Purpose: Despite the volume of available literature focusing on marathon running and the prediction of performance, no single prediction equations exists that is accurate for all runners of varying experiences and abilities. Indeed the relative merits and utility of the existing equations remain unclear. Thus, the aim of this study was to collate, characterize, compare, and contrast all available marathon prediction equations. Methods: A systematic review was conducted to identify observational research studies outlining any kind of prediction algorithm for marathon performance. Results: Thirty-six studies with 114 equations were identified. Sixty-one equations were based on training and anthropometric variables, whereas 53 equations included variables that required laboratory tests and equipment. The accuracy of these equations was denoted via a variety of metrics; r2 values were provided for 68 equations (r2 = .10–.99), and an SEE was provided for 19 equations (SEE 0.27–27.4 min). Conclusion: Heterogeneity of the data precludes the identification of a single “best” equation. Important variables such as course gradient, sex, and expected weather conditions were often not included, and some widely used equations did not report the r2 value. Runners should therefore be wary of relying on a single equation to predict their performance.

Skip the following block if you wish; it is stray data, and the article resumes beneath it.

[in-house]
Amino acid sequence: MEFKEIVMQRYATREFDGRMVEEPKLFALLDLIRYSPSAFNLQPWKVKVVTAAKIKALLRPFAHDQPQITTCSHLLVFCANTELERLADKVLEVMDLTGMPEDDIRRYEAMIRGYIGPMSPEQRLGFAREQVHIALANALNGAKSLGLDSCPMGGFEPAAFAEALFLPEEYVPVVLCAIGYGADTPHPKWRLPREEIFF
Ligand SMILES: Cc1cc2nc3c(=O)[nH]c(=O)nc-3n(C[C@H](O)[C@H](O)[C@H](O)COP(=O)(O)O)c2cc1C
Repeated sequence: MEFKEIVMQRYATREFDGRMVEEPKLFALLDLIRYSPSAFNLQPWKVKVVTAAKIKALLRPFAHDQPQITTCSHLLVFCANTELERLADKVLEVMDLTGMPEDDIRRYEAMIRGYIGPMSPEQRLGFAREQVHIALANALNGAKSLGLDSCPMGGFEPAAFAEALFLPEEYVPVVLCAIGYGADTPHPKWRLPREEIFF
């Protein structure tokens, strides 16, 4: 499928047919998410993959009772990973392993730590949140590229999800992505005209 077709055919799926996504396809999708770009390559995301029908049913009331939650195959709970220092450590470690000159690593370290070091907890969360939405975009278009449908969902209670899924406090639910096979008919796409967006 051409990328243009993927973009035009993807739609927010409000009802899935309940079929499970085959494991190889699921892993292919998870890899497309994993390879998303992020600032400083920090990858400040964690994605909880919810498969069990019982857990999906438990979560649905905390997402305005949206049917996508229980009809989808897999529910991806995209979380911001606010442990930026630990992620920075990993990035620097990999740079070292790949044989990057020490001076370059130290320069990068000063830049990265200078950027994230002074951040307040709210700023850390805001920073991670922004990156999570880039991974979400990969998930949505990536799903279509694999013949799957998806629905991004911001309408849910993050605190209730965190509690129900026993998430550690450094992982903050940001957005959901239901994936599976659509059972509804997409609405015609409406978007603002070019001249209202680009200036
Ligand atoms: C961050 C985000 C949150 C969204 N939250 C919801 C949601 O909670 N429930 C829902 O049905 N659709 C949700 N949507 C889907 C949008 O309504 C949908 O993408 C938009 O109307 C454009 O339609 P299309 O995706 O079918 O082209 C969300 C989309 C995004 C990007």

All authors are with the Insight Centre for Data Analytics; Keogh, Caulfield, and Doherty, the School of Public Health, Physiotherapy and Sports Science; and Smyth, Lawlor, and Berndsen, the School of Computer Science, University College Dublin, Dublin, Ireland.